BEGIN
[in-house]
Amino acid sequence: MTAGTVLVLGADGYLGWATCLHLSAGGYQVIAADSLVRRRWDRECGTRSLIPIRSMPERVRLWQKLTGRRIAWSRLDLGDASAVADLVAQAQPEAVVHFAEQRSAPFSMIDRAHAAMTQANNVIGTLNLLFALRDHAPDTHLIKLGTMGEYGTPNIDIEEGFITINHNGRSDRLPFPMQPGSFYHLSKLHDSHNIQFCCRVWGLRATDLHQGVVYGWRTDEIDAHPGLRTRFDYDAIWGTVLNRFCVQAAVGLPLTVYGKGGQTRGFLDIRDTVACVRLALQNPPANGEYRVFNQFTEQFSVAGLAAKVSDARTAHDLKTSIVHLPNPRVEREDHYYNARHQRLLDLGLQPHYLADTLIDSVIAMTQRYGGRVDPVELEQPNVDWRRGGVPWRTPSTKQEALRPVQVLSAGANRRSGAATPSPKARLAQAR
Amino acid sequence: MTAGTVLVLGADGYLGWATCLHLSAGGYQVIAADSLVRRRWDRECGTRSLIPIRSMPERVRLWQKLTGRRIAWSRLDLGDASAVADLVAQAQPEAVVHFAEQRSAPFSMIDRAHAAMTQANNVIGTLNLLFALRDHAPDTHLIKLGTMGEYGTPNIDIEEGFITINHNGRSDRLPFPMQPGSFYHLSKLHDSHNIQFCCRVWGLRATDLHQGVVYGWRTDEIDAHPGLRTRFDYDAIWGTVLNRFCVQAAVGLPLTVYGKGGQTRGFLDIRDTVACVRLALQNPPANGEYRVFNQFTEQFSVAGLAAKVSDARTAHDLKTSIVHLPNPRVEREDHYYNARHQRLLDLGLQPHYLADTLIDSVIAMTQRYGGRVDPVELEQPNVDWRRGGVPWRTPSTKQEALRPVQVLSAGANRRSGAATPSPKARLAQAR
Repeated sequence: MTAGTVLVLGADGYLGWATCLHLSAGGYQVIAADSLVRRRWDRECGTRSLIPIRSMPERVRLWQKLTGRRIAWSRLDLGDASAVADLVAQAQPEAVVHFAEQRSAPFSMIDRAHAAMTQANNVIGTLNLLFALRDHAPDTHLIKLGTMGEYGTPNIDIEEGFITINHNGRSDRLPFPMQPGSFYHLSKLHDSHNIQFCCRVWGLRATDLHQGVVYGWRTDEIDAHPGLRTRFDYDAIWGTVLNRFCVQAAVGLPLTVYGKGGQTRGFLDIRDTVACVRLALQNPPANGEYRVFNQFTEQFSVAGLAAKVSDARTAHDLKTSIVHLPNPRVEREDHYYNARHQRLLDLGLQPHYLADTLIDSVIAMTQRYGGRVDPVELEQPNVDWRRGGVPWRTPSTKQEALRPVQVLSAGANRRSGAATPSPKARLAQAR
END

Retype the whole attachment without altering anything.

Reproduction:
[in-house]
Amino acid sequence: MTAGTVLVLGADGYLGWATCLHLSAGGYQVIAADSLVRRRWDRECGTRSLIPIRSMPERVRLWQKLTGRRIAWSRLDLGDASAVADLVAQAQPEAVVHFAEQRSAPFSMIDRAHAAMTQANNVIGTLNLLFALRDHAPDTHLIKLGTMGEYGTPNIDIEEGFITINHNGRSDRLPFPMQPGSFYHLSKLHDSHNIQFCCRVWGLRATDLHQGVVYGWRTDEIDAHPGLRTRFDYDAIWGTVLNRFCVQAAVGLPLTVYGKGGQTRGFLDIRDTVACVRLALQNPPANGEYRVFNQFTEQFSVAGLAAKVSDARTAHDLKTSIVHLPNPRVEREDHYYNARHQRLLDLGLQPHYLADTLIDSVIAMTQRYGGRVDPVELEQPNVDWRRGGVPWRTPSTKQEALRPVQVLSAGANRRSGAATPSPKARLAQAR
Amino acid sequence: MTAGTVLVLGADGYLGWATCLHLSAGGYQVIAADSLVRRRWDRECGTRSLIPIRSMPERVRLWQKLTGRRIAWSRLDLGDASAVADLVAQAQPEAVVHFAEQRSAPFSMIDRAHAAMTQANNVIGTLNLLFALRDHAPDTHLIKLGTMGEYGTPNIDIEEGFITINHNGRSDRLPFPMQPGSFYHLSKLHDSHNIQFCCRVWGLRATDLHQGVVYGWRTDEIDAHPGLRTRFDYDAIWGTVLNRFCVQAAVGLPLTVYGKGGQTRGFLDIRDTVACVRLALQNPPANGEYRVFNQFTEQFSVAGLAAKVSDARTAHDLKTSIVHLPNPRVEREDHYYNARHQRLLDLGLQPHYLADTLIDSVIAMTQRYGGRVDPVELEQPNVDWRRGGVPWRTPSTKQEALRPVQVLSAGANRRSGAATPSPKARLAQAR
Repeated sequence: MTAGTVLVLGADGYLGWATCLHLSAGGYQVIAADSLVRRRWDRECGTRSLIPIRSMPERVRLWQKLTGRRIAWSRLDLGDASAVADLVAQAQPEAVVHFAEQRSAPFSMIDRAHAAMTQANNVIGTLNLLFALRDHAPDTHLIKLGTMGEYGTPNIDIEEGFITINHNGRSDRLPFPMQPGSFYHLSKLHDSHNIQFCCRVWGLRATDLHQGVVYGWRTDEIDAHPGLRTRFDYDAIWGTVLNRFCVQAAVGLPLTVYGKGGQTRGFLDIRDTVACVRLALQNPPANGEYRVFNQFTEQFSVAGLAAKVSDARTAHDLKTSIVHLPNPRVEREDHYYNARHQRLLDLGLQPHYLADTLIDSVIAMTQRYGGRVDPVELEQPNVDWRRGGVPWRTPSTKQEALRPVQVLSAGANRRSGAATPSPKARLAQAR